Since I was able to login using the local admin account, I then tried connecting my MacBook Pro to a hotspot to be able to try and connect via the VPN to be able to access resources. Unfortunately, this did not work. The routing just was not setup properly, and since the hotspot I was using was my iPhone, it would be quite difficult to setup a proxy and have everything work as expected.
On a whim, I tried to connect from my iMac to the MacBook Pro, using Screen Sharing, while I was logged into my local admin account. However, instead of using my local admin credentials to connect, I tried to use the mobile account credentials. Shockingly, they worked. It should be noted, that the login window still indicated that my account was locked.
Now, if you have used Screen Sharing before, once you have validated your credentials, whether they are local or in my case a mobile account, you are given two options. You can either “Share the Display” or “Login as yourself”. I opted to login as myself, in this case is the mobile account. Again, shockingly, this actually worked. I was logged in again to my Mobile Account, which is great. When I logged in, this disconnected the VPN connection on my local admin account.
At this point, I knew I was logged in, and that the account was working. I then logged into the MacBook Pro locally, and it was logged in. In order to verify that I would be able to login again, I closed the lid so that the laptop would sleep. I re-opened the lid, and guess what I saw. “This account is locked for 28 minutes”. Again, I waited 30 minutes, to give it a bit of extra time, and I was able to login without any issues. I repeated closing the lid, opening, and re-logging in two more times just to be sure. As of right now, it is working as expected. Even though I did find a work around, it is not something I would expect a normal user to be able to, nor have to, do in order to access their account. After doing some mulling on the issue, I have a notion as to what is happening.
What I think is happening
I think I have an idea as to what is happening. I think when macOS is performing its updates, it is logging back into the same user account that was logged in when the update was started, in my case my mobile account. When this login happens, I think one of the following situations is occurring.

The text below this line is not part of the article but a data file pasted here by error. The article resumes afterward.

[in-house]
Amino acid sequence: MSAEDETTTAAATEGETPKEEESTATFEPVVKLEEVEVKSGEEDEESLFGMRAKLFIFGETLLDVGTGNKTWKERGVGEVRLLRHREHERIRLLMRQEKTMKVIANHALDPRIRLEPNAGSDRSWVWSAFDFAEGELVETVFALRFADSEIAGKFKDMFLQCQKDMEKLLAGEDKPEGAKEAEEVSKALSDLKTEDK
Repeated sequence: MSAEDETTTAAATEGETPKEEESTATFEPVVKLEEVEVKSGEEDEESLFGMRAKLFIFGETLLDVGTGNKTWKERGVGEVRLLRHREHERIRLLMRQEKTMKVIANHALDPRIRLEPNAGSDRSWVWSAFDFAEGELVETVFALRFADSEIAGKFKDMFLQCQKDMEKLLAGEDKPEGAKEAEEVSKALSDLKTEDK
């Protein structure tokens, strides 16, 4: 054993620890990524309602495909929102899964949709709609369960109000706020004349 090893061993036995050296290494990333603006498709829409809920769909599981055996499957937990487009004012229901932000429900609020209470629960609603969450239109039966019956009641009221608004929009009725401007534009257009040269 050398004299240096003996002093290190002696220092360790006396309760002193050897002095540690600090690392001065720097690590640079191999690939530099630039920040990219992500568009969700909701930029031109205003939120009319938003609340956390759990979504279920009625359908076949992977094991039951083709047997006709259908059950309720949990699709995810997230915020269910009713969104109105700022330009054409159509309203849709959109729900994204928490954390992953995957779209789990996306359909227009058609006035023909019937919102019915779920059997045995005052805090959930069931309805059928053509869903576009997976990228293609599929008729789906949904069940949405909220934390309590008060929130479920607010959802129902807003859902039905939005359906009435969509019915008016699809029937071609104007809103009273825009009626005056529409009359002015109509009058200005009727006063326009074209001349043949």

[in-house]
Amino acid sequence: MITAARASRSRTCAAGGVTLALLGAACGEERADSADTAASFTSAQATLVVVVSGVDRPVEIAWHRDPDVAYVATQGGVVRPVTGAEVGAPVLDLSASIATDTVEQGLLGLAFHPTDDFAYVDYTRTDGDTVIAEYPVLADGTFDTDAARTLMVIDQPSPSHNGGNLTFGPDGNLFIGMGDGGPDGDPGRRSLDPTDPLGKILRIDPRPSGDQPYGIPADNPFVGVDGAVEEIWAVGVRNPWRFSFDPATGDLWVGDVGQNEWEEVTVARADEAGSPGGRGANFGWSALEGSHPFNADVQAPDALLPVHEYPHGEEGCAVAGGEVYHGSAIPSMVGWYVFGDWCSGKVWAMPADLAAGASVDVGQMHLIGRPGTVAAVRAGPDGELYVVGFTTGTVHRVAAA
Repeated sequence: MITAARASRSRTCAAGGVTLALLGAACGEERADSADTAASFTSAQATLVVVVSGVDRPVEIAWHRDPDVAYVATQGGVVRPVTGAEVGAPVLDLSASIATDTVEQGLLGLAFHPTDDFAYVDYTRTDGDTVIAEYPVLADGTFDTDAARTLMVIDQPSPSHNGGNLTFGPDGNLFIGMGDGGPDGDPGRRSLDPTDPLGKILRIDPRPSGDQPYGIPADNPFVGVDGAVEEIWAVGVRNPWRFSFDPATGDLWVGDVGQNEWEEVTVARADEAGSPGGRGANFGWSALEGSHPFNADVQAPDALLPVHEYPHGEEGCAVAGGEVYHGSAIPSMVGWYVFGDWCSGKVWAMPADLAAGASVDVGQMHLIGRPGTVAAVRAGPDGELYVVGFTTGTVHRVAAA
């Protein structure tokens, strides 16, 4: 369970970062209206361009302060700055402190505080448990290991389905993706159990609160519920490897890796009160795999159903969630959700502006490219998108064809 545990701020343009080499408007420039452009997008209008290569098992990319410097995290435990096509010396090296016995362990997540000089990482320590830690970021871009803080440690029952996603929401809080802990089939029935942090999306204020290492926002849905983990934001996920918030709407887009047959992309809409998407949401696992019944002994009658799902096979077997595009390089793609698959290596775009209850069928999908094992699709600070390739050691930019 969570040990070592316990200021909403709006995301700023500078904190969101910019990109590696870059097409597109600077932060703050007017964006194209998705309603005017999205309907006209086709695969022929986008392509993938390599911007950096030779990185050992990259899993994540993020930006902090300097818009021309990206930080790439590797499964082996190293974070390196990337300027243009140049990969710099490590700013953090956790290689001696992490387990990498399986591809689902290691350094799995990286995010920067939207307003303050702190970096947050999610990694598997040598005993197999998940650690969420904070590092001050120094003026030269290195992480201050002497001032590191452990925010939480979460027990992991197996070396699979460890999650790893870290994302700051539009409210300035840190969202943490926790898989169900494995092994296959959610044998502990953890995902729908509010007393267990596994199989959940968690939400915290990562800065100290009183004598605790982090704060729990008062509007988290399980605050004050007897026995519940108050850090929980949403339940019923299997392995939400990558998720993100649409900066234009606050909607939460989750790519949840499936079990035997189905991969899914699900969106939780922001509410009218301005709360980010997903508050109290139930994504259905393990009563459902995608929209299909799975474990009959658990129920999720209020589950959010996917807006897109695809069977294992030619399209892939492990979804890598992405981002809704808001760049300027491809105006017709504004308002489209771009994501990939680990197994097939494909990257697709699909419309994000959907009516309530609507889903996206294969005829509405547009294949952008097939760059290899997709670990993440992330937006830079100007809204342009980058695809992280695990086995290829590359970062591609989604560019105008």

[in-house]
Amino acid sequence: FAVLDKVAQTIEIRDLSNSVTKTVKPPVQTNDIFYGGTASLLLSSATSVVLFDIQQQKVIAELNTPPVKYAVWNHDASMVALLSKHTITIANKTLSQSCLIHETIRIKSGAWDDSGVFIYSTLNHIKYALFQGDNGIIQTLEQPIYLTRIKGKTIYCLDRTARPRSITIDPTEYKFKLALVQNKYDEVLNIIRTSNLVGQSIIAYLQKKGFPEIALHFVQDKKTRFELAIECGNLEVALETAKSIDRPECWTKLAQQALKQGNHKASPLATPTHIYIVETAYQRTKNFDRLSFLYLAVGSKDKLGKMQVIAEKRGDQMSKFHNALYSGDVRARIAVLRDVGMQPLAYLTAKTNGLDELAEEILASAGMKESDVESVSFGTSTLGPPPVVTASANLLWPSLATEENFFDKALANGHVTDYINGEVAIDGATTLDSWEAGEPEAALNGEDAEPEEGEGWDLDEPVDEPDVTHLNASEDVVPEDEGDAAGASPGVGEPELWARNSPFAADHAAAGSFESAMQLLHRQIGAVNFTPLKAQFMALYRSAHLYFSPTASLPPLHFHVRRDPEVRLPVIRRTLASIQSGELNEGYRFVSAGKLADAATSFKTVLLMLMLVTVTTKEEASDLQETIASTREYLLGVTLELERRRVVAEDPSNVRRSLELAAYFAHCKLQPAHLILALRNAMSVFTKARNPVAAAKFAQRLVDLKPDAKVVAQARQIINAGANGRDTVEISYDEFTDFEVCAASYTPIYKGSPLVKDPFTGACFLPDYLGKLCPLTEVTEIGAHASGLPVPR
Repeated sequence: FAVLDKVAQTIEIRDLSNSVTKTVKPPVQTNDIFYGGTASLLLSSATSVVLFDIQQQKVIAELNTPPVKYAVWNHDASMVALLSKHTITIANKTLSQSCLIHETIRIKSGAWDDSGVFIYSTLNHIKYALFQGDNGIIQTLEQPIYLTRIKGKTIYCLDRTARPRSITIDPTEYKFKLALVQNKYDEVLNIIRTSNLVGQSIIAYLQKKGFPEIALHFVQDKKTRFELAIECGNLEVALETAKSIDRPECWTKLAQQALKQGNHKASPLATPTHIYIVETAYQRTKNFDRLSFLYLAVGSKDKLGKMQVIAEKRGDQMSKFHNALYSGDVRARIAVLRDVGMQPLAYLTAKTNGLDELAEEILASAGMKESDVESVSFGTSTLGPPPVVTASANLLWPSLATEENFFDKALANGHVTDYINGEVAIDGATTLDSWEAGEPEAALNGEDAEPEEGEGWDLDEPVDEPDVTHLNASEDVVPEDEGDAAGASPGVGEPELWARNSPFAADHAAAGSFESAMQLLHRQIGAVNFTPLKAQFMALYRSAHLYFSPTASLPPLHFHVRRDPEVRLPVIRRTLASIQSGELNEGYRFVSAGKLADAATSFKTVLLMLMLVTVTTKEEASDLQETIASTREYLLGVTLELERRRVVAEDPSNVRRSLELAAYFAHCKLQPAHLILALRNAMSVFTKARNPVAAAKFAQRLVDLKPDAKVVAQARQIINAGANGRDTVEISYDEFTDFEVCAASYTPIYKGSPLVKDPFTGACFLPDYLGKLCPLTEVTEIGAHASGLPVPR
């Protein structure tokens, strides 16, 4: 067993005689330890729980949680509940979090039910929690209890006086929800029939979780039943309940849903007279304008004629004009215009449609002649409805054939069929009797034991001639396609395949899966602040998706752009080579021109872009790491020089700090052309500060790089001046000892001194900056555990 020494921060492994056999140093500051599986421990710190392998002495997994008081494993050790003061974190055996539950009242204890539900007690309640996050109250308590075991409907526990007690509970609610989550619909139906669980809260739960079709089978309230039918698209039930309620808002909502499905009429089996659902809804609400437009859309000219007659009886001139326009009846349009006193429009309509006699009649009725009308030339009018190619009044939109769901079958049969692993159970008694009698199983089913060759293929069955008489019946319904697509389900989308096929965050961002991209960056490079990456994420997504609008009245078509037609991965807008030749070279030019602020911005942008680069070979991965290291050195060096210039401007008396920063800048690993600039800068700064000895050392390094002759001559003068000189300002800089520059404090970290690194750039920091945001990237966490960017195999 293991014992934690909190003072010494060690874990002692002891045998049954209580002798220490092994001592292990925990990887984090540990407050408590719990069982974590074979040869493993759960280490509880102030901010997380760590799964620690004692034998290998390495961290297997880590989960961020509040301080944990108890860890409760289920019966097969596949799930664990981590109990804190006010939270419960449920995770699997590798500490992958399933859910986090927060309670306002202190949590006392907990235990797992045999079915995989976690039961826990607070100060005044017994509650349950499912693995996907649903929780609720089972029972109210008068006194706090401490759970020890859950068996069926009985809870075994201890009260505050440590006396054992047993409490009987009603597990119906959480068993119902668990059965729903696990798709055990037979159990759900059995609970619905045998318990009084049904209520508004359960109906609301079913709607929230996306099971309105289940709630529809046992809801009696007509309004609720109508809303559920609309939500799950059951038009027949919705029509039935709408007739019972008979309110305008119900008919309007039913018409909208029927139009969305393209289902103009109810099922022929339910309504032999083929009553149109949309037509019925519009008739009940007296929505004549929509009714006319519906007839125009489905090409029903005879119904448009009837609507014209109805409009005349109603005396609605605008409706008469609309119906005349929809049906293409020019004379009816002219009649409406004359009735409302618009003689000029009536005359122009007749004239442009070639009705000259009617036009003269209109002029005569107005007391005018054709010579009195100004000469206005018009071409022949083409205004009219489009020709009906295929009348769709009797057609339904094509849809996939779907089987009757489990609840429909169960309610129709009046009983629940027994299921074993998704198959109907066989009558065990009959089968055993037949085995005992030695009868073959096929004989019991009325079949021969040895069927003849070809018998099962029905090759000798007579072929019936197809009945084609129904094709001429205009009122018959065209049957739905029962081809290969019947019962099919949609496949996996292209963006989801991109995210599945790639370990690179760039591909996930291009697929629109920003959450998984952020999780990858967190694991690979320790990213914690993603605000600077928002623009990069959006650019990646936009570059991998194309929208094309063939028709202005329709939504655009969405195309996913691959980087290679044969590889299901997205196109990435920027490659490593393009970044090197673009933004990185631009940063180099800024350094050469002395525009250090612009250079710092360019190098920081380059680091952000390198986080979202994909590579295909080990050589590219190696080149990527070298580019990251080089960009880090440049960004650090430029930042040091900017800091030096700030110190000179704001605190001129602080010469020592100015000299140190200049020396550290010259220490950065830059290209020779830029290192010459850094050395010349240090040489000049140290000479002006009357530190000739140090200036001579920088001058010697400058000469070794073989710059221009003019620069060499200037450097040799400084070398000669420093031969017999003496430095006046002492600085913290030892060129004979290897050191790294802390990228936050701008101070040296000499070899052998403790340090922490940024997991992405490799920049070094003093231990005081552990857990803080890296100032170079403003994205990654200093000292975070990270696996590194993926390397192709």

The first possibility it is logging in and not waiting long enough to validate the credentials. The second possibility is that it is logging in with incorrect credentials and locking the account. The third possibility is that the credentials cannot be validated with the Active Directory server after a reboot, because it is not connected via the VPN, so it is locking the account due to trying to connect, but not being able to do so.
The fourth possibility is that macOS is just messing up and falsely indicating that the account is locked, when in fact it is not. In particular, the Login Window process thinks the account is locked and will not allow it to login. I suspect this may be a possibility because I was able to successfully login using Screen Sharing, which should not have been possible if the account was truly locked. Do not get me wrong, I am glad that I was able to login with Screen Sharing so that I could actually login properly.
If the mobile account was indeed locked and I was still able to login via Screen Sharing, then this would be a significant security issue. However, there may be an explanation for this. When I connected with my mobile account via Screen Sharing, I was connected to my office via the VPN using my local administrator account. Since the VPN was active, I think that it may have been able to authenticate with the Active Directory domain, which may have allowed me to login. Although, if the account was locked, it should not have allowed me to login.
I do not have a definite solution. However, I think the next time there is an update I may try logging out of the mobile account and using the local administrator account I have instead of using the mobile account and seeing if the mobile account is locked out again.
I am thinking that the root cause is the fact that it cannot connect to the Active Directory server. I think this because of the fact that I do not have any issues with the Mac mini when performing updates. The only difference is that the Mac mini is connected all of the time, whereas the MacBook Pro requires the VPN to connect the Active Directory server.